On October 4, 2017, the Federal Circuit, sitting en banc, issued a ruling in Aqua Products, Inc. v. Matal, placing the burden of persuasion on the petitioner to prove the invalidity of amended claims in post-grant proceedings, such as Inter Partes Reviews (IPRs). While the decision comprised five separate opinions, the majority rejected the Patent Trial and Appeal Board’s (PTAB’s) interpretation that the America Invents Act (AIA) places the burden to prove the patentability of proposed amendments during post-grant proceedings on the patent owner. Historically, the PTAB had denied about 95% of motions to amend, making it almost impossible for a patent owner to amend or substitute challenged claims. See Majority Op. at 12 (citing PTAB Motion to Amend Study).
This shift in the burden of proof to the petitioner will make it more likely that the patent owner will file an amendment in response to an IPR. This means that defendants in district court will likely find IPRs less attractive because they give the patentee an opportunity to strengthen their patent by amending it in response to strong prior art. The burden is then placed on the petitioner to find and assert new prior art, making it more difficult and costly to successfully invalidate a patent via IPR. Then, unsuccessful petitioners will find themselves facing carefully narrowed claims in district court and estopped from asserting many invalidity arguments following the IPR.
In the IPR review on appeal, Aqua Products, the patent owner, moved to substitute several claims of its patent under 35 U.S.C § 316(d). The statute allows the patent owner to move once to cancel or substitute a reasonable number of claims, so long as they do not enlarge the scope of the patent or introduce new matter. The PTAB denied Aqua’s motion to amend, expressly finding that the amendments complied with § 316(d), but holding that Aqua did not meet its burden to show that the substitute claims were patentable. Aqua appealed, arguing, among other things, that the PTAB was not permitted to assign the burden of persuasion as to validity to the patent owner, and a Federal Circuit panel declined to address the issue of the burden. The Federal Circuit granted Aqua’s petition for en banc rehearing, specifically on the issue of the burden of persuasion.
The decision focused on whether to give deference under Chevron to the decisions of the USPTO in its interpretation of the statute. The USPTO had promulgated two rules defining the procedure for amending claims during an AIA, 37 C.F.R. § 42.20 (general motion practice), and § 42.121 (motions to amend the patent), but neither specifically addressed the burden of persuasion for patentability of such amendments. The PTAB interpreted these rules to place the burden of persuasion on the patent owner to demonstrate, by a preponderance of the evidence, any proposed amended claims are patentable, and in light of prior art not already part of the IPR.
The Chevron inquiry proceeds in two steps. First, the court determines whether Congress has directly spoken to the precise question at issue, in which case the unambiguous intent of Congress is given effect. Chevron v. NRDC, 467 U.S. 837, 842 (U.S. 1984). Next, if the statute was ambiguous, the court grants deference to the agency’s interpretation so long as it is “based on a permissible construction of the statute.”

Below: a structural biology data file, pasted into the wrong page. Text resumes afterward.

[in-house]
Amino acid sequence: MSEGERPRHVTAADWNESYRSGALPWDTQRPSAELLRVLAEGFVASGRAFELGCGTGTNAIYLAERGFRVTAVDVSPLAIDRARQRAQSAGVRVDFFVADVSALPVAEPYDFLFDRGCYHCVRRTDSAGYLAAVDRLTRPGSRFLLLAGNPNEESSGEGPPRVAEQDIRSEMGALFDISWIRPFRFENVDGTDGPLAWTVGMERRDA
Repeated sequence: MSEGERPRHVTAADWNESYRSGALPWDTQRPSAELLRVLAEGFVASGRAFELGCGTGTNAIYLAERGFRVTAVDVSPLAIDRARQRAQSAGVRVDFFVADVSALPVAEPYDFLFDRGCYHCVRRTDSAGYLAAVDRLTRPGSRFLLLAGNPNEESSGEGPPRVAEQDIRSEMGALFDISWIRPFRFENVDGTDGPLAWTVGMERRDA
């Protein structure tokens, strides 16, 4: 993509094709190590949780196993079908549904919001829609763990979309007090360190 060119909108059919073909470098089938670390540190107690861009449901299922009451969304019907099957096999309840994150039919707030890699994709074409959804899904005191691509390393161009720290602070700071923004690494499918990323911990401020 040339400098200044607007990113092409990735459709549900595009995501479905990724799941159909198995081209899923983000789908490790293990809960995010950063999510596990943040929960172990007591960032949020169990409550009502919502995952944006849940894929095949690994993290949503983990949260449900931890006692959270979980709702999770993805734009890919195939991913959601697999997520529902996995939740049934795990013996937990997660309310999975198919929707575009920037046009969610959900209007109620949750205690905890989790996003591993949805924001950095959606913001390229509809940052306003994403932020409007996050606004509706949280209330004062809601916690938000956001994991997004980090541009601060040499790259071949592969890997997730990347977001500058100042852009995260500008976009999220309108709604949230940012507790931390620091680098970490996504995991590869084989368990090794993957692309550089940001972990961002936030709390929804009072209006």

Here, the majority ruled that the AIA unambiguously placed the entirety of the burden on petitioners to show patentability of all claims during an IPR review, and that the conflicting USPTO interpretation would thus not be entitled to deference. Specifically, the court ruled that § 317(d) related to “entry into the IPR, not for entry of an amended claim into the patent,” according to the PTAB’s own precedent, and that, once a claim is “entered” into the IPR, it is “assessed for patentability alongside the original instituted claims.” Thus, once the substitute claims are “entered,” meaning they meet the procedural requirements (i.e., only one such motion is allowed as of right, and the claims must be narrower and not introduce new matter), they are simply reviewed as part of the IPR in place of the claims they substituted.
Once the substitute claims are “entered” into the IPR, they are reviewed like any other claims under § 316(e), which states that “the petitioner shall have the burden of proving a proposition of unpatentability by a preponderance of the evidence.” The court reasoned that § 316(e)’s language is broad and clear – containing “no language … that confines its application to original claims for which an IPR has been instituted,” and thus reaches “every proposition of unpatentability at issue in the proceeding.”
This decision will likely make IPRs less attractive to defendants in district court, who may now prefer to litigate in court rather than give the patent holder the opportunity to make an amendment during an IPR to avoid the strongest prior art. As the court explained, once a substitute claim is entered “the only remaining question is whether it is unpatentable in the face of prior art cited in the IPR and any new art relevant to § 102 or § 103 that the petitioner asks be introduced into the IPR.” This will shift the power dynamic in an IPR to the patent owner by potentially enabling it to moot the original petition and force the petitioner to locate and seek the PTAB’s permission to add new art to the IPR. Petitioners could then find themselves facing carefully narrowed, stronger patents in court after the IPR and estopped from asserting many invalidity arguments against the patent.